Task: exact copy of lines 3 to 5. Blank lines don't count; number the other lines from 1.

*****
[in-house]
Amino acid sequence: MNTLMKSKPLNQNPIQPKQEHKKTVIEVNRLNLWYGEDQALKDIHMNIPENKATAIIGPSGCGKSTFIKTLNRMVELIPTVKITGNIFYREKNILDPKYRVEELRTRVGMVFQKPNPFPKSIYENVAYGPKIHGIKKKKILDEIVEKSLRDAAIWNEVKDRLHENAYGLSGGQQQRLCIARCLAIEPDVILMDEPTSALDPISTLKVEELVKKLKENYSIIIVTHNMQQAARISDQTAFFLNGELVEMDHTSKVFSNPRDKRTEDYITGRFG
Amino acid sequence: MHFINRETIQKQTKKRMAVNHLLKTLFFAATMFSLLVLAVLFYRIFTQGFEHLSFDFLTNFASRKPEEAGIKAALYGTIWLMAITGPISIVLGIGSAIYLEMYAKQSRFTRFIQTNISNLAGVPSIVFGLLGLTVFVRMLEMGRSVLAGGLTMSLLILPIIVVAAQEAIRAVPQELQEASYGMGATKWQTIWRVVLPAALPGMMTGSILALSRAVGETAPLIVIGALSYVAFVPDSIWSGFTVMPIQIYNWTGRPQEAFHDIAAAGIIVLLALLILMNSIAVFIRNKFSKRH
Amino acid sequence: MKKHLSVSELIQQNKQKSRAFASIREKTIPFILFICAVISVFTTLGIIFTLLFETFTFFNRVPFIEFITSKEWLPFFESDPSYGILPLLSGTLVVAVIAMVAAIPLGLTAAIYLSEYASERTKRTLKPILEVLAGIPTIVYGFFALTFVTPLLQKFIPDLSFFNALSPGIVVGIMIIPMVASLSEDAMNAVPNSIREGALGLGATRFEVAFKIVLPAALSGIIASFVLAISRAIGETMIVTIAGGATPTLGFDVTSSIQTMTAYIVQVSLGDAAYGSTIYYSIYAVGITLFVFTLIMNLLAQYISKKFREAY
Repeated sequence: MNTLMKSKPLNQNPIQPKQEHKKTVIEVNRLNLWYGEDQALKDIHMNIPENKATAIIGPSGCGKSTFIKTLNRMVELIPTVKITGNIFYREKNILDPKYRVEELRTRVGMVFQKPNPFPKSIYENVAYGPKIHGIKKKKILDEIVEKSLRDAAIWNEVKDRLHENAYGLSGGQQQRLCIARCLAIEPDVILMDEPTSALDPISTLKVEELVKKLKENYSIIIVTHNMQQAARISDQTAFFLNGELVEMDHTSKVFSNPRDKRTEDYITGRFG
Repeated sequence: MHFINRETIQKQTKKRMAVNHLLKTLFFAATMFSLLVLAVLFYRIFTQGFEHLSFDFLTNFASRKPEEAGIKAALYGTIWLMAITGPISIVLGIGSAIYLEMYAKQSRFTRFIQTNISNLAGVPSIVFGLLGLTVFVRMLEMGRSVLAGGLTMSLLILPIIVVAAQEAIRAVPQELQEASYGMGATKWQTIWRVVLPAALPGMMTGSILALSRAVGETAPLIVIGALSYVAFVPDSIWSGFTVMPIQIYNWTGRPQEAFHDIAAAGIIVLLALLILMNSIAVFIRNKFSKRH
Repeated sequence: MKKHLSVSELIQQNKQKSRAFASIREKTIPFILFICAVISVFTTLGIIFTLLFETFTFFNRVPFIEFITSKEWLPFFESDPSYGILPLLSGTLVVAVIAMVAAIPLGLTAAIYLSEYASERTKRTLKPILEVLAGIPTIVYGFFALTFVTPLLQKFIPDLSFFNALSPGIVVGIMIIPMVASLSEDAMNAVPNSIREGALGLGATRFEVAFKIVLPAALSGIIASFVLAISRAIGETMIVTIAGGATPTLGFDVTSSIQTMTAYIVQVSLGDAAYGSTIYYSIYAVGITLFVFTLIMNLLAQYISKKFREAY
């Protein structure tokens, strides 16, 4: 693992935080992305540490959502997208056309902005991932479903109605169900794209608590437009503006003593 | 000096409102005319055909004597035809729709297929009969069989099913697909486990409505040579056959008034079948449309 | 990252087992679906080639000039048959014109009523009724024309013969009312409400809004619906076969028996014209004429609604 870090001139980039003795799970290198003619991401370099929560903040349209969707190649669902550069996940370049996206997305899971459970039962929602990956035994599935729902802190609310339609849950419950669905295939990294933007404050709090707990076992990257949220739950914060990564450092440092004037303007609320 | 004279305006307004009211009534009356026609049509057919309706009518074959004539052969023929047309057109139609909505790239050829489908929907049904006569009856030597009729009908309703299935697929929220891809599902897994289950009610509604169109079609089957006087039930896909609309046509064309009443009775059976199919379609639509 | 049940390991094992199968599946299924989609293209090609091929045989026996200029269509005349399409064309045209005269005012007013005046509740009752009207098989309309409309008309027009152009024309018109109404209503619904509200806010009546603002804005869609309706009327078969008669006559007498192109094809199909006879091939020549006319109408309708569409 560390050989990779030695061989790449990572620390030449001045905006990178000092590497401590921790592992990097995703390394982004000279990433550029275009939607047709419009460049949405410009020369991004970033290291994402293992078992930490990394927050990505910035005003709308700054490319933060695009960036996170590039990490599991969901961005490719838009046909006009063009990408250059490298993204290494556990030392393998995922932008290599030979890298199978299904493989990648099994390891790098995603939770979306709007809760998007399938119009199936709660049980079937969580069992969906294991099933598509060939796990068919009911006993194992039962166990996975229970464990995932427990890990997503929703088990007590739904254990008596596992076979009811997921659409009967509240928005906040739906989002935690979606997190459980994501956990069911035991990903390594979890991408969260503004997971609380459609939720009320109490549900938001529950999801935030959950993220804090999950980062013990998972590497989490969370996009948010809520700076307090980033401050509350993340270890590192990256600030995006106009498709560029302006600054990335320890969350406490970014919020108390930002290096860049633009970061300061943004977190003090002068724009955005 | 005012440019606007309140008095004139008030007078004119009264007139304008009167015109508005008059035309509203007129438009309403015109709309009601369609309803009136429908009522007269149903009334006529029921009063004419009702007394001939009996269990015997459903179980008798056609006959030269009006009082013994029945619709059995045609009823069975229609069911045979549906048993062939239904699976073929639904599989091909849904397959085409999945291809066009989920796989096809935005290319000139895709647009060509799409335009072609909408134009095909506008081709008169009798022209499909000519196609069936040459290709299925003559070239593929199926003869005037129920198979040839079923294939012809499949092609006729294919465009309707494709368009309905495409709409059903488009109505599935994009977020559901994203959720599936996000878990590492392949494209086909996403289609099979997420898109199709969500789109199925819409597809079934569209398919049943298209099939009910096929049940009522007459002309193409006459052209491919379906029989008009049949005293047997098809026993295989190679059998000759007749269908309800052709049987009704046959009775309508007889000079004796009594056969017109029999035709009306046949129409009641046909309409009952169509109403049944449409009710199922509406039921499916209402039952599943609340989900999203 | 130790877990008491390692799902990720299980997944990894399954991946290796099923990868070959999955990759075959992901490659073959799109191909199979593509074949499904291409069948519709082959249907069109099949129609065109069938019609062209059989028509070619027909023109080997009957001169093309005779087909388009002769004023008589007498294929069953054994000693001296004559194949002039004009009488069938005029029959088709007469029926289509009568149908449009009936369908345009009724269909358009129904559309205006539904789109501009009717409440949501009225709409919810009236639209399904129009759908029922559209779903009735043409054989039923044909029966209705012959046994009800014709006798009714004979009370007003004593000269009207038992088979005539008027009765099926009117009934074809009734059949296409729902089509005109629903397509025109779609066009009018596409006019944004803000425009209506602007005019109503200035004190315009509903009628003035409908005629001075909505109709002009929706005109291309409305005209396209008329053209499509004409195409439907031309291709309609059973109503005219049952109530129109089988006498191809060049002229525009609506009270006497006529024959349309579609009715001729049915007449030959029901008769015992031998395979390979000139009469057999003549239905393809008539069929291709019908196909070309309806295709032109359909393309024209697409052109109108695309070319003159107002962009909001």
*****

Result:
Amino acid sequence: MHFINRETIQKQTKKRMAVNHLLKTLFFAATMFSLLVLAVLFYRIFTQGFEHLSFDFLTNFASRKPEEAGIKAALYGTIWLMAITGPISIVLGIGSAIYLEMYAKQSRFTRFIQTNISNLAGVPSIVFGLLGLTVFVRMLEMGRSVLAGGLTMSLLILPIIVVAAQEAIRAVPQELQEASYGMGATKWQTIWRVVLPAALPGMMTGSILALSRAVGETAPLIVIGALSYVAFVPDSIWSGFTVMPIQIYNWTGRPQEAFHDIAAAGIIVLLALLILMNSIAVFIRNKFSKRH
Amino acid sequence: MKKHLSVSELIQQNKQKSRAFASIREKTIPFILFICAVISVFTTLGIIFTLLFETFTFFNRVPFIEFITSKEWLPFFESDPSYGILPLLSGTLVVAVIAMVAAIPLGLTAAIYLSEYASERTKRTLKPILEVLAGIPTIVYGFFALTFVTPLLQKFIPDLSFFNALSPGIVVGIMIIPMVASLSEDAMNAVPNSIREGALGLGATRFEVAFKIVLPAALSGIIASFVLAISRAIGETMIVTIAGGATPTLGFDVTSSIQTMTAYIVQVSLGDAAYGSTIYYSIYAVGITLFVFTLIMNLLAQYISKKFREAY
Repeated sequence: MNTLMKSKPLNQNPIQPKQEHKKTVIEVNRLNLWYGEDQALKDIHMNIPENKATAIIGPSGCGKSTFIKTLNRMVELIPTVKITGNIFYREKNILDPKYRVEELRTRVGMVFQKPNPFPKSIYENVAYGPKIHGIKKKKILDEIVEKSLRDAAIWNEVKDRLHENAYGLSGGQQQRLCIARCLAIEPDVILMDEPTSALDPISTLKVEELVKKLKENYSIIIVTHNMQQAARISDQTAFFLNGELVEMDHTSKVFSNPRDKRTEDYITGRFG